The use of moving images for psychiatric education is almost as old as the medium itself. The German neurologist Paul Schuster filmed patients exhibiting neurological disorders for the purpose of teaching as early as 1897. Not long thereafter, the Romanian clinician Gheorghe Marinesco was fascinated by the frame-by-frame analysis the new medium offered to his practice. Silent instructional films such as Symptoms in Schizophrenia (James D. Page, University of Rochester School of Medicine, 1930) relied on intertitle cards to give the audience information beyond the filmed patient’s image. The German doctor Hans Hennes remarked in 1910 that while films should never, if possible, replace clinical demonstrations, they have a crucial advantage in portraying patients with a mental disorder, for “they could be projected at any time, whereas psychotic patients often would not produce their symptoms in the lecture room or could not be taken there at all.” In other words, unlike physical conditions, psychiatric disorders cannot be queued up for medical rounds, and it is important for the safety of the patient—as well as for the safety of the doctors—to have a more controllable environment, which films and videotapes provide.
Even though the use of film to teach psychiatry began at the turn of the century and continued through World War II, it was not until the postwar period that the mental-health movement joined other disciplines in their enthusiasm for training and information film. The National Institute of Mental Health of the United States Public Health Service collaborated with the former National Committee for Mental Hygiene to establish the National Mental Health Film Board in 1949. Among other things, the board helped to finance productions for state mental health agencies. Alfred Nichtenhauser’s co-edited volume Films in Psychiatry, Psychology and Mental Health from 1953 offers a contemporaneous look into the production and consumption of mid-century psychiatric films. Nichtenhauser, as well as his co-authors Marie L. Coleman and David S. Ruhe, thought of their book as a guide through the psychiatric motion-picture world for professionals, community organizers, students, as well as patients and their families. What is remarkable is that besides medical accuracy, Nichtenhauser gives astute attention to the quality of filmmaking itself, writing, “There are books on the techniques and structuring of films […] and useful film production courses are given in a few places. Not every specialist, however, has the time and talent needed for such training. The best he can do is find a competent film maker (not a ‘photographer’) with whom to work.” In a refreshing (and rare) way, Nichtenhauser accords an equal amount of respect to the filmmaker as well as to the doctor, instead of seeing the filmmaker as the doctor’s subordinate. When writing about the fields of neurology, psychiatry, and psychology in 1953, Nichtenhauser critiques the lack of sufficient production standards by noting, “Despite the proven effectiveness of motion pictures as a means of professional instruction in these areas, an organized market large enough to attract commercial producers does not yet exist.”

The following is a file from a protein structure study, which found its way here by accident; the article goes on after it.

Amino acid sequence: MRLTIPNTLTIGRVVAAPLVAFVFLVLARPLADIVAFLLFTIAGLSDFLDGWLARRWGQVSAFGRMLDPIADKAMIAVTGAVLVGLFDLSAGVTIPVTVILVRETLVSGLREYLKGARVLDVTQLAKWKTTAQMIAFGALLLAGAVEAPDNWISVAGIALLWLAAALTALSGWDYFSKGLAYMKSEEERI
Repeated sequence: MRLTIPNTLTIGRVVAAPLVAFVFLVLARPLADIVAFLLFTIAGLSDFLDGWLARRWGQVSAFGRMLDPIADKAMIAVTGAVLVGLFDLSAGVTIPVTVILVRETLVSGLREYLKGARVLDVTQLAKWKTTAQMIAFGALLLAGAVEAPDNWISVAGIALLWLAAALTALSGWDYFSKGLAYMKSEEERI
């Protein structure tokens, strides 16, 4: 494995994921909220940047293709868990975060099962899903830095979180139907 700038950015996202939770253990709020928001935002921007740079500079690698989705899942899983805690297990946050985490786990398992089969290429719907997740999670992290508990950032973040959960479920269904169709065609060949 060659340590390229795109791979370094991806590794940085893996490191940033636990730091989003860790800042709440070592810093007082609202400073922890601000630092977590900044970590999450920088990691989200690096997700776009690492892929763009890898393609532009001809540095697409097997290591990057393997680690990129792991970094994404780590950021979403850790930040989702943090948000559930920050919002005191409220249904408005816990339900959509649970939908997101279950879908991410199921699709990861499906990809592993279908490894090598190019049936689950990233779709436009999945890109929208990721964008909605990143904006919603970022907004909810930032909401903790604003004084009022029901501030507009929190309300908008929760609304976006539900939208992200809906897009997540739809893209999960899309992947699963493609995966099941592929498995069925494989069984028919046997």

In a refreshing (and rare) way, Nichtenhauser accords an equal amount of respect to the filmmaker as well as to the doctor, instead of seeing the filmmaker as the doctor’s subordinate.
In 1967, fourteen years after Nichtenhauser voiced his critique, the National Medical Audiovisual Center (NMAC) was launched in Atlanta, creating a national program to improve the “quality and application of current instructional methodology, materials, systems, services, and functions in biomedical professional schools and among its practitioners.” With funding from the Center and Office of Audiovisual Educational Development of the National Institute of Health’s Bureau of Health Manpower Education, a variety of programs, activities and workshops were designed to strengthen the production of not just psychiatric films but all medical teaching films on a national level.
Among the thirteen educational institution sites surveyed that were part of the NMAC’s consultation program was the University of Mississippi Medical Center. When Dr. William Stewart Agras arrived at UMMC in the Summer of 1969 to become the new Chair of the Department of Psychiatry, the department’s videotaping of patients was already established. He remembers the department having an excellent audiovisual capacity: a well-equipped recording studio with two full-time employees just for the Department of Psychiatry. These employees would record short episodes of patient intake interviews as well as set up equipment to show videotapes in lectures. By the time Dr. Agras started recording his patient interviews a few months later, the Department had already produced many of the episodes in the Depressive Neurosis series.